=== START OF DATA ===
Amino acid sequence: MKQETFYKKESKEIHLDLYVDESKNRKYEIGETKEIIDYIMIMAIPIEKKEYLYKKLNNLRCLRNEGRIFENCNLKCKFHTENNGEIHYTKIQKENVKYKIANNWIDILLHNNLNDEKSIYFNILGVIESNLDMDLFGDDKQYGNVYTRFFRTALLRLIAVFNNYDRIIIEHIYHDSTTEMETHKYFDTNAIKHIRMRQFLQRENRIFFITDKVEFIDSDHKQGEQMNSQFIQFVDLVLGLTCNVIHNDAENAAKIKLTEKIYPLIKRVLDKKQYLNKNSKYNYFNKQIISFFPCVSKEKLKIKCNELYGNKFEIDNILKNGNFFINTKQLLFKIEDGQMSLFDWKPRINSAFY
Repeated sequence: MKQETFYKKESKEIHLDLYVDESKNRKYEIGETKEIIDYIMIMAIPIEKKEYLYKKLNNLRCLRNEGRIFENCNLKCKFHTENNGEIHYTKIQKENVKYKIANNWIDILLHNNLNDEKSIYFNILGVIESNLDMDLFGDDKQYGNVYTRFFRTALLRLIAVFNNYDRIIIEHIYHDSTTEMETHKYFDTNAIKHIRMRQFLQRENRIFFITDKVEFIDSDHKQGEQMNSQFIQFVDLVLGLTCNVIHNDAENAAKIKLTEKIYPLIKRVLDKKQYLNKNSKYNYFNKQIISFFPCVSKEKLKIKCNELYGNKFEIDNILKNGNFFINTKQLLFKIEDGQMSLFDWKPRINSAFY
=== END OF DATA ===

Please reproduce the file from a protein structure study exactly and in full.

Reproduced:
Amino acid sequence: MKQETFYKKESKEIHLDLYVDESKNRKYEIGETKEIIDYIMIMAIPIEKKEYLYKKLNNLRCLRNEGRIFENCNLKCKFHTENNGEIHYTKIQKENVKYKIANNWIDILLHNNLNDEKSIYFNILGVIESNLDMDLFGDDKQYGNVYTRFFRTALLRLIAVFNNYDRIIIEHIYHDSTTEMETHKYFDTNAIKHIRMRQFLQRENRIFFITDKVEFIDSDHKQGEQMNSQFIQFVDLVLGLTCNVIHNDAENAAKIKLTEKIYPLIKRVLDKKQYLNKNSKYNYFNKQIISFFPCVSKEKLKIKCNELYGNKFEIDNILKNGNFFINTKQLLFKIEDGQMSLFDWKPRINSAFY
Repeated sequence: MKQETFYKKESKEIHLDLYVDESKNRKYEIGETKEIIDYIMIMAIPIEKKEYLYKKLNNLRCLRNEGRIFENCNLKCKFHTENNGEIHYTKIQKENVKYKIANNWIDILLHNNLNDEKSIYFNILGVIESNLDMDLFGDDKQYGNVYTRFFRTALLRLIAVFNNYDRIIIEHIYHDSTTEMETHKYFDTNAIKHIRMRQFLQRENRIFFITDKVEFIDSDHKQGEQMNSQFIQFVDLVLGLTCNVIHNDAENAAKIKLTEKIYPLIKRVLDKKQYLNKNSKYNYFNKQIISFFPCVSKEKLKIKCNELYGNKFEIDNILKNGNFFINTKQLLFKIEDGQMSLFDWKPRINSAFY